Pippa Middleton becomes ambassador of Mary Hare School near Newbury

PUBLISHED: 15:01 28 June 2013 | UPDATED: 15:01 28 June 2013

Mary Hare students with Pippa beside the Willow Hare

Mary Hare students with Pippa beside the Willow Hare


Both Mary Hare School's new ambassador and the sun shine as superb boarding house for older pupils opens on a day of smiles

A close friend introduced Pippa Middleton to Mary Hare School, where the lives of young deaf people from across the UK are transformed during their time there. Pippa admits that watching a Christmas production of Mary Poppins by some of the youngest pupils “brought a tear to my eye.”

She was touched by their chirpy, positive approach and that this school, that does so much, relies on charitable donations to fund its spectacular work.

If we are honest there is always going to be some ‘baggage’ attached to being the sister of a future Queen and soon-to-be aunt of a future monarch, to go along with any perceived glitz and glamour of the associated lifestyle and the doors it might open. It’s always going to be hard to find those enjoyable ‘anonymous moments’ while making your own way in the world.

By becoming an Ambassador for Mary Hare at Snelsmore Common, near Newbury, Pippa has found a perfect way to walk that route.

As she explained on taking on the role: “I wanted to help out, because this is a local charity close to my family’s home, and I have been charmed by the inspiring children that attend, not least for their charismatic and heart-warming attitude to life.”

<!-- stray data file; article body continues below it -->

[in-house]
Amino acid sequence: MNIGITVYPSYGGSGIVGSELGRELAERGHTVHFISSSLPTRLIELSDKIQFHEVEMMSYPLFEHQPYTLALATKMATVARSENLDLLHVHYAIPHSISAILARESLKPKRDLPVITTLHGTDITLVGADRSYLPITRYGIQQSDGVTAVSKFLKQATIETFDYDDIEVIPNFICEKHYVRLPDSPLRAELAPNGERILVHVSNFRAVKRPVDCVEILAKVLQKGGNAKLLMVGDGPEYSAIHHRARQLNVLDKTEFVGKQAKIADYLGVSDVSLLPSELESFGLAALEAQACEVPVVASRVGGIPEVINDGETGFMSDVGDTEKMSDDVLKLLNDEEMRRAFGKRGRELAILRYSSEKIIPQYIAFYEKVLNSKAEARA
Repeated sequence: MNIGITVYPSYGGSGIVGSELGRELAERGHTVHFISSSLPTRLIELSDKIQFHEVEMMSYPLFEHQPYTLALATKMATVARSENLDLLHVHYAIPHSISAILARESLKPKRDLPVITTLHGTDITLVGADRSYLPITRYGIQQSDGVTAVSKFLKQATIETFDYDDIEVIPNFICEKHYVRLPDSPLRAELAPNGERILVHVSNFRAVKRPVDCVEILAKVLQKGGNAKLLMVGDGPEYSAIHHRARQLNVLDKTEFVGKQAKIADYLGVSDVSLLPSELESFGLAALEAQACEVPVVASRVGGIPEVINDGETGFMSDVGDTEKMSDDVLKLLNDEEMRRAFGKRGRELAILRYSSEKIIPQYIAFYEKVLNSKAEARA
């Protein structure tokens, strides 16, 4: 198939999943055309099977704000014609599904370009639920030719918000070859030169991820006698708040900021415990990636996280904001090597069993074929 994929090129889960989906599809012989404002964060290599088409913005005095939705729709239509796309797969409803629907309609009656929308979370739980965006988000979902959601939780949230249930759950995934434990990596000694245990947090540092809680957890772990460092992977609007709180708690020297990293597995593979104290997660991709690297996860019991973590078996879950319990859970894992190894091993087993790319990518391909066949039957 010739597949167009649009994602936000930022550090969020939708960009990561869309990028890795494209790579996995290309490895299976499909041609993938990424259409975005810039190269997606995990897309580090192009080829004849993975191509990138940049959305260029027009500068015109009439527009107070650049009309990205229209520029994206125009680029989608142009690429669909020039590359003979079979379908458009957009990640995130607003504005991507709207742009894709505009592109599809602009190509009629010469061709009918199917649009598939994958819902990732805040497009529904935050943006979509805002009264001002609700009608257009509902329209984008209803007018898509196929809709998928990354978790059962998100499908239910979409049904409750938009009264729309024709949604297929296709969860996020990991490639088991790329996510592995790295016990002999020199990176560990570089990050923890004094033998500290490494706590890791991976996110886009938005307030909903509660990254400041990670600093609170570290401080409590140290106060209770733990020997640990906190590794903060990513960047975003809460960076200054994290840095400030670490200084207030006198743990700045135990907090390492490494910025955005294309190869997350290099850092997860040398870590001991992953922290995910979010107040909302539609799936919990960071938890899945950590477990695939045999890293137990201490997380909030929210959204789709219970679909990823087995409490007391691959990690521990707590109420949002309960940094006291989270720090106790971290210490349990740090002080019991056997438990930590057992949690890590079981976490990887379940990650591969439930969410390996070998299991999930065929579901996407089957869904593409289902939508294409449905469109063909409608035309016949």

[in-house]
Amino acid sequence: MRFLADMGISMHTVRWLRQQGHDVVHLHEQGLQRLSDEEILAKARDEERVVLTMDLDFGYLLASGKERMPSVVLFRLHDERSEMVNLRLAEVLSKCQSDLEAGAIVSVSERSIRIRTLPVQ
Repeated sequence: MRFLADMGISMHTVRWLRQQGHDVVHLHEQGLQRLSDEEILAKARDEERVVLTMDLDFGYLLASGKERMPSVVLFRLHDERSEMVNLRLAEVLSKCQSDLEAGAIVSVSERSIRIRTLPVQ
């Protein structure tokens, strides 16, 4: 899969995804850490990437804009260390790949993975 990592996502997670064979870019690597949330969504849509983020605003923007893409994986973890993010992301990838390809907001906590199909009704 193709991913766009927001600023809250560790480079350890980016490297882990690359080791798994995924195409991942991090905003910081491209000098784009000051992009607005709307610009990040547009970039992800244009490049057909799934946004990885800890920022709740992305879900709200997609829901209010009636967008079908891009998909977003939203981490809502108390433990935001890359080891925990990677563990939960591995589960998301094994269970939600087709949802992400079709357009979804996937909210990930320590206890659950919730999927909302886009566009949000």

And so it was that she found herself declaring open Murray House, a fantastic boarding house for those approaching GCSE stage who need somewhere a bit more ‘grown up’ to study and relax in at the end of the school day. There was plenty to bring a tear to the eye on this day, too.

Firstly, the new house exists because of a tremendous fundraising campaign and, in particular, a substantial bequest by the grandmother of a former pupil. Members of the Murray family were there to see the house opened in her name and school principal Tony Shaw thanked the Mary Hare Foundation, the school’s fundraising arm, for their tireless support in raising the £2 million needed for Murray House. Foundation chairman Kirsten Loyd told of the impact Mary Hare had on the lives of young deaf people.

Pippa said: “The work carried out by everyone at Mary Hare is so important to young deaf people and is of national importance, being one of only two such schools in the UK. Giving deaf children the opportunity to choose what they want to study means they can choose what they want to do in the future.”

But she won’t mind at all that it was the words of Year 11 pupil Michael Massey that stick in the mind: “Mary Hare means a lot to all of us. In year 11 we are almost reaching the end of our journey and looking forward to the next chapter of our school careers. However, we have one big hurdle left coming soon, our GCSEs exams.

“Murray House is an amazing environment to live and study in. We get to have more support after school from the teachers and the teaching assistants in our dedicated study room. We can all focus without any distractions and make sure we all can reach our potential.

“On behalf of year 11 and all the year 11s of the future I would like to thank you for your contribution no matter how small – it has made a huge difference to us.”

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